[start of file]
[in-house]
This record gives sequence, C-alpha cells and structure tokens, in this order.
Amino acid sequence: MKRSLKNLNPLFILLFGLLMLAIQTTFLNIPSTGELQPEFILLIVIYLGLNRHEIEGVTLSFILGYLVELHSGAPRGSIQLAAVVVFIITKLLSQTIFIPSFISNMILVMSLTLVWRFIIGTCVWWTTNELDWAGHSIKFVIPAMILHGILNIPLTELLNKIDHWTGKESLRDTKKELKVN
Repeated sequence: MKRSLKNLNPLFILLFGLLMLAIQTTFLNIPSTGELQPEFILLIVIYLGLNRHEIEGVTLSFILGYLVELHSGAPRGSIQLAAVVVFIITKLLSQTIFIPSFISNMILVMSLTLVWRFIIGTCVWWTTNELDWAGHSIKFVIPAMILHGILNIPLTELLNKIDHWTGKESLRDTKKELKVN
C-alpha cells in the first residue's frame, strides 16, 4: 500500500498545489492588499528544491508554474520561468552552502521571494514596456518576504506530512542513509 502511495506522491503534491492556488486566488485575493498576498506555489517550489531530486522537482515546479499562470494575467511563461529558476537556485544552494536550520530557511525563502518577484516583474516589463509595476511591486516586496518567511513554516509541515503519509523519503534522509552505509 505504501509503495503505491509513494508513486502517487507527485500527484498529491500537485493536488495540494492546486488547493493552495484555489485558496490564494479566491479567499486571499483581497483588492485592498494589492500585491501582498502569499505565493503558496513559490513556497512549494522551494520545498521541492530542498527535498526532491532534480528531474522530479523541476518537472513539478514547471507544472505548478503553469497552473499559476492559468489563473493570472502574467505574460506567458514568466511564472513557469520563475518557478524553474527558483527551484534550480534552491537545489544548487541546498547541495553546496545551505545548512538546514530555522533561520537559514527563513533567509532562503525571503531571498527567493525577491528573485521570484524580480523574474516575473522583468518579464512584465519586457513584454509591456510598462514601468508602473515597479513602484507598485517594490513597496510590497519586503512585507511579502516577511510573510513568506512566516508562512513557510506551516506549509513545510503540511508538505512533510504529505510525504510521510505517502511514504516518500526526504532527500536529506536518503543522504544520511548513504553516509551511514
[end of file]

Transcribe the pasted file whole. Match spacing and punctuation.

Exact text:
[in-house]
This record gives sequence, C-alpha cells and structure tokens, in this order.
Amino acid sequence: MKRSLKNLNPLFILLFGLLMLAIQTTFLNIPSTGELQPEFILLIVIYLGLNRHEIEGVTLSFILGYLVELHSGAPRGSIQLAAVVVFIITKLLSQTIFIPSFISNMILVMSLTLVWRFIIGTCVWWTTNELDWAGHSIKFVIPAMILHGILNIPLTELLNKIDHWTGKESLRDTKKELKVN
Repeated sequence: MKRSLKNLNPLFILLFGLLMLAIQTTFLNIPSTGELQPEFILLIVIYLGLNRHEIEGVTLSFILGYLVELHSGAPRGSIQLAAVVVFIITKLLSQTIFIPSFISNMILVMSLTLVWRFIIGTCVWWTTNELDWAGHSIKFVIPAMILHGILNIPLTELLNKIDHWTGKESLRDTKKELKVN
C-alpha cells in the first residue's frame, strides 16, 4: 500500500498545489492588499528544491508554474520561468552552502521571494514596456518576504506530512542513509 502511495506522491503534491492556488486566488485575493498576498506555489517550489531530486522537482515546479499562470494575467511563461529558476537556485544552494536550520530557511525563502518577484516583474516589463509595476511591486516586496518567511513554516509541515503519509523519503534522509552505509 505504501509503495503505491509513494508513486502517487507527485500527484498529491500537485493536488495540494492546486488547493493552495484555489485558496490564494479566491479567499486571499483581497483588492485592498494589492500585491501582498502569499505565493503558496513559490513556497512549494522551494520545498521541492530542498527535498526532491532534480528531474522530479523541476518537472513539478514547471507544472505548478503553469497552473499559476492559468489563473493570472502574467505574460506567458514568466511564472513557469520563475518557478524553474527558483527551484534550480534552491537545489544548487541546498547541495553546496545551505545548512538546514530555522533561520537559514527563513533567509532562503525571503531571498527567493525577491528573485521570484524580480523574474516575473522583468518579464512584465519586457513584454509591456510598462514601468508602473515597479513602484507598485517594490513597496510590497519586503512585507511579502516577511510573510513568506512566516508562512513557510506551516506549509513545510503540511508538505512533510504529505510525504510521510505517502511514504516518500526526504532527500536529506536518503543522504544520511548513504553516509551511514